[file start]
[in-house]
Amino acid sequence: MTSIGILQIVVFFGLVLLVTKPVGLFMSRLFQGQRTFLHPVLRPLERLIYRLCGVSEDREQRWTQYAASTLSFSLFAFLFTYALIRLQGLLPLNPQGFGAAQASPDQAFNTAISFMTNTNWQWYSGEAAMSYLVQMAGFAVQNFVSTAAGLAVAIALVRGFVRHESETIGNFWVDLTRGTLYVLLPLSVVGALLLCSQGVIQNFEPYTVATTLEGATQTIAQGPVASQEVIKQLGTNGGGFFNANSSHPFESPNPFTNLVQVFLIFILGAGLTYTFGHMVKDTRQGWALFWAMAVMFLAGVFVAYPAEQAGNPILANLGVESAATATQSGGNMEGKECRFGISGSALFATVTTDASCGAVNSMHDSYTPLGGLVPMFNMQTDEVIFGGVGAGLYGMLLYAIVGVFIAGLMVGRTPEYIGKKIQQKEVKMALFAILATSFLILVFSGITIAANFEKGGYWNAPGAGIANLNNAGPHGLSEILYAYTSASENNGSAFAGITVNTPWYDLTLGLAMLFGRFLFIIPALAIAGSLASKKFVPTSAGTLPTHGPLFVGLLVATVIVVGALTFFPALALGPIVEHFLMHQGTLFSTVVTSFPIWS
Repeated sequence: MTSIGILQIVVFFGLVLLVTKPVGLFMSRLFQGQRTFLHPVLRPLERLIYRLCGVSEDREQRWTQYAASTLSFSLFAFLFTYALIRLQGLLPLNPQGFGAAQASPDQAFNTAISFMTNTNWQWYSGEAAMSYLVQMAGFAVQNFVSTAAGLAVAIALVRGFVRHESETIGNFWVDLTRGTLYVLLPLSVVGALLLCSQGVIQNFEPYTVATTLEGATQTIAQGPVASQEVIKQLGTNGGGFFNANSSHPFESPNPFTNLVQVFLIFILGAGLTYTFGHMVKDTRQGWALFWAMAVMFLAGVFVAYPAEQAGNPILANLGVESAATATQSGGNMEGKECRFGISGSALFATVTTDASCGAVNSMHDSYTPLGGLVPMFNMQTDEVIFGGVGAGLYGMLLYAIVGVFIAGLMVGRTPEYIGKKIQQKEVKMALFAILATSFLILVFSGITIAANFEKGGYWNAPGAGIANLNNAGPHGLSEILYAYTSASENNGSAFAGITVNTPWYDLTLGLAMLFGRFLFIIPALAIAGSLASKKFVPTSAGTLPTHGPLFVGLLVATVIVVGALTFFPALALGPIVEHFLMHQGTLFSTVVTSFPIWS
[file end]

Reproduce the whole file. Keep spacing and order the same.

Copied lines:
[in-house]
Amino acid sequence: MTSIGILQIVVFFGLVLLVTKPVGLFMSRLFQGQRTFLHPVLRPLERLIYRLCGVSEDREQRWTQYAASTLSFSLFAFLFTYALIRLQGLLPLNPQGFGAAQASPDQAFNTAISFMTNTNWQWYSGEAAMSYLVQMAGFAVQNFVSTAAGLAVAIALVRGFVRHESETIGNFWVDLTRGTLYVLLPLSVVGALLLCSQGVIQNFEPYTVATTLEGATQTIAQGPVASQEVIKQLGTNGGGFFNANSSHPFESPNPFTNLVQVFLIFILGAGLTYTFGHMVKDTRQGWALFWAMAVMFLAGVFVAYPAEQAGNPILANLGVESAATATQSGGNMEGKECRFGISGSALFATVTTDASCGAVNSMHDSYTPLGGLVPMFNMQTDEVIFGGVGAGLYGMLLYAIVGVFIAGLMVGRTPEYIGKKIQQKEVKMALFAILATSFLILVFSGITIAANFEKGGYWNAPGAGIANLNNAGPHGLSEILYAYTSASENNGSAFAGITVNTPWYDLTLGLAMLFGRFLFIIPALAIAGSLASKKFVPTSAGTLPTHGPLFVGLLVATVIVVGALTFFPALALGPIVEHFLMHQGTLFSTVVTSFPIWS
Repeated sequence: MTSIGILQIVVFFGLVLLVTKPVGLFMSRLFQGQRTFLHPVLRPLERLIYRLCGVSEDREQRWTQYAASTLSFSLFAFLFTYALIRLQGLLPLNPQGFGAAQASPDQAFNTAISFMTNTNWQWYSGEAAMSYLVQMAGFAVQNFVSTAAGLAVAIALVRGFVRHESETIGNFWVDLTRGTLYVLLPLSVVGALLLCSQGVIQNFEPYTVATTLEGATQTIAQGPVASQEVIKQLGTNGGGFFNANSSHPFESPNPFTNLVQVFLIFILGAGLTYTFGHMVKDTRQGWALFWAMAVMFLAGVFVAYPAEQAGNPILANLGVESAATATQSGGNMEGKECRFGISGSALFATVTTDASCGAVNSMHDSYTPLGGLVPMFNMQTDEVIFGGVGAGLYGMLLYAIVGVFIAGLMVGRTPEYIGKKIQQKEVKMALFAILATSFLILVFSGITIAANFEKGGYWNAPGAGIANLNNAGPHGLSEILYAYTSASENNGSAFAGITVNTPWYDLTLGLAMLFGRFLFIIPALAIAGSLASKKFVPTSAGTLPTHGPLFVGLLVATVIVVGALTFFPALALGPIVEHFLMHQGTLFSTVVTSFPIWS